The joys of the amie are sometimes underemphasized by scholars. For instance, although Bec allows the variant in which the ‘young girl […] sings her joy at having a friend who loves...

  10. 5 Chronotopes of Desire I Case-Study of a Malmariée: Feminine Space-Times
    (pp. 115-140)

    The next two chapters address positions of desire in relation to issues of time, space, causation, chance and change: Chapter 5 focusing on the feminine, and Chapter 6 on the masculine. Like Chapter 4, this chapter stays with the low-style chanson de femme, represented this time by the chanson de malmariée, here making its first appearance. Chapter 6 returns to the ground of the pastourelle and the chanson. Of the chansons de malmariée, we shall examine, as with the chansons d’ami, those which Bec designates ‘songs with joyful content’ as opposed to those ‘of serious content’ (Lyrique française 74).

    I...

  11. 6 Chronotopes of Desire II The Contained and Containing Heart: Masculine Space-Times
    (pp. 141-165)

    This chapter returns to ground already covered in Chapter 3, the pastourelle and the chanson, but from a different angle. In Chapter 3, an exploration of desire led inevitably to questions about the representation and operation of space and time in the songs. Here, it is hoped, an explicit exploration of those spatio-temporal issues may lead to a fuller understanding of masculine desire.

    The stated demand of the masculine subject of trouvère song has two aspects which aim in different directions. In the high mode he looks upwards to la dame, who stands in place of the Thing and defers...

  12. 7 Desiring Differently: The Chanson in the Feminine Voice
    (pp. 166-203)

    This chapter is concerned with those few songs in the chansonniers which, on the basis of their discursive forms, might be classified as feminine chansons.¹ I shall consider these songs in the light of the criteria developed in the course of Chapters 2, 4 and 5, criteria relating to discourse, desire and the chronotope. I shall not take up directly the question of authorship here, but remain in the realms of textual femininity, leaving that work to others. Nevertheless, I take it for granted that at least some of the songs attributed to women were in fact composed by women,...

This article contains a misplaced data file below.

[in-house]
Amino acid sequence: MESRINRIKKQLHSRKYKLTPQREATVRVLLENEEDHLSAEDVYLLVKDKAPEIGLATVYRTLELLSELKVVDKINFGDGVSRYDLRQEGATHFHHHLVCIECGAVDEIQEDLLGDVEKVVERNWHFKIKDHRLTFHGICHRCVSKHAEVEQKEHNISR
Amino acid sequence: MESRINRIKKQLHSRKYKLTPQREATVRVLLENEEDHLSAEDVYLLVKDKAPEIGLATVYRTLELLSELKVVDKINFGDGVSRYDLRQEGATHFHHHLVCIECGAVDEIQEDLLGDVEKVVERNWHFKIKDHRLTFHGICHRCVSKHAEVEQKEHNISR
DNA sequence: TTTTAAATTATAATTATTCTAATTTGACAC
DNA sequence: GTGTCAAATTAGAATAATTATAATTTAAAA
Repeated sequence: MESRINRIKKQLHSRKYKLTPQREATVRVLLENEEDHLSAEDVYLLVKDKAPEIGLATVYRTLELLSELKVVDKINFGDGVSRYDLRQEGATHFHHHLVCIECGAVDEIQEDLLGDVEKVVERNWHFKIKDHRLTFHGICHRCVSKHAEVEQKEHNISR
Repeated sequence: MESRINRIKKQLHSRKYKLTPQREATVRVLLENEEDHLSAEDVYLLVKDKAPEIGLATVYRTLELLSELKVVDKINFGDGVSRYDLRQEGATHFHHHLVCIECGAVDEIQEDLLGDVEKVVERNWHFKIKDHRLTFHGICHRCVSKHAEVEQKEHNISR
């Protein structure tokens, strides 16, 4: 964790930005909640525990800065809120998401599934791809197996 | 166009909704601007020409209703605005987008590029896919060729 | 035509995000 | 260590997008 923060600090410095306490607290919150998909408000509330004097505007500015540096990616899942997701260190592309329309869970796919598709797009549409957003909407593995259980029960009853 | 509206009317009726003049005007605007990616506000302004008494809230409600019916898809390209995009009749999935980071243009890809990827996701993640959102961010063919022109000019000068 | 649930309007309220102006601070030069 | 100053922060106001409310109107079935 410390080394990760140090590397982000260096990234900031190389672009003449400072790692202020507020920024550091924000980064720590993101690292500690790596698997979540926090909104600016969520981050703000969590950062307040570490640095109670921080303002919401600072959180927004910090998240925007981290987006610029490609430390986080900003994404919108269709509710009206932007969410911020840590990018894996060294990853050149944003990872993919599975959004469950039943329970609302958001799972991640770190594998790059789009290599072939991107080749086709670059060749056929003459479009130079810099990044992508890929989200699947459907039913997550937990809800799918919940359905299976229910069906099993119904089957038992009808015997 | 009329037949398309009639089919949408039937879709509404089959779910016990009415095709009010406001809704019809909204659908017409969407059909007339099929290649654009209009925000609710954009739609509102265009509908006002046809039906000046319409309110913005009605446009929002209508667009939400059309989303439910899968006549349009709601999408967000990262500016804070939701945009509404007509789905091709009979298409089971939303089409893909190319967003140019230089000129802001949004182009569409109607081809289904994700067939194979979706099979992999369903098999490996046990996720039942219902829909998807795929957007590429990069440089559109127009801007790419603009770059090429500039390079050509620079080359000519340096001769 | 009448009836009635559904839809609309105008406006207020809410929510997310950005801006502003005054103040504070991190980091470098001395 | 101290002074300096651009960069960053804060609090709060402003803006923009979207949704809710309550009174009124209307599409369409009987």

13. Afterthoughts ‘ “[T]hat’s not it” and “that’s still not it” ’
    (pp. 204-210)

    What then becomes of femininity when la femme leaves her supposedly natural habitat of low style? In a system which relies for its effects of meaning on binary oppositions favouring masculinity, what position can she then take up vis-à-vis the masculine? Moreover, if, as Lévi-Strauss contends, a ‘structure is made up of several elements, none of which can undergo a change without effecting changes in all the other elements’ (Structural Anthropology 279), what happens to that ‘masculine’ when it cannot be signified by contrast to the feminine?

    These are the questions with which I began this exploration, the questions Chapter...

  14. BIBLIOGRAPHY
    (pp. 211-228)
  15. INDEX
    (pp. 229-242)
  16. Back Matter
    (pp. 243-245)